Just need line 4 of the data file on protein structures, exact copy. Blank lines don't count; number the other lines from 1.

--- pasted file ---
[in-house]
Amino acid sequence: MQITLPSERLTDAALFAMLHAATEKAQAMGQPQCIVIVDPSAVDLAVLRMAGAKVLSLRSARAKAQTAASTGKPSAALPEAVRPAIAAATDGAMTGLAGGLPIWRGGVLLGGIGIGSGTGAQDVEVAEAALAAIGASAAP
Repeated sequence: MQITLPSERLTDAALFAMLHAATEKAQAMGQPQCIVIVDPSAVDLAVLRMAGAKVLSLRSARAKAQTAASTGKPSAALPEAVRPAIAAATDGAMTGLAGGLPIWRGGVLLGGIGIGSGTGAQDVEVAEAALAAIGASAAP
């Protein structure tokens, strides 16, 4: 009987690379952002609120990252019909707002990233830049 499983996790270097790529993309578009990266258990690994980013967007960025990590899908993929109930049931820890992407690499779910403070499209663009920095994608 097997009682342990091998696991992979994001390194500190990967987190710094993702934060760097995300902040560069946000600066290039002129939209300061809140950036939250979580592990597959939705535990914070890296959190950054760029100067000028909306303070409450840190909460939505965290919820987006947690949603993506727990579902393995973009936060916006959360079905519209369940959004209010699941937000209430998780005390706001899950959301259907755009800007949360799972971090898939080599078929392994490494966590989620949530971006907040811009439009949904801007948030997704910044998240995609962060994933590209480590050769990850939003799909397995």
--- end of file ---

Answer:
């Protein structure tokens, strides 16, 4: 009987690379952002609120990252019909707002990233830049 499983996790270097790529993309578009990266258990690994980013967007960025990590899908993929109930049931820890992407690499779910403070499209663009920095994608 097997009682342990091998696991992979994001390194500190990967987190710094993702934060760097995300902040560069946000600066290039002129939209300061809140950036939250979580592990597959939705535990914070890296959190950054760029100067000028909306303070409450840190909460939505965290919820987006947690949603993506727990579902393995973009936060916006959360079905519209369940959004209010699941937000209430998780005390706001899950959301259907755009800007949360799972971090898939080599078929392994490494966590989620949530971006907040811009439009949904801007948030997704910044998240995609962060994933590209480590050769990850939003799909397995």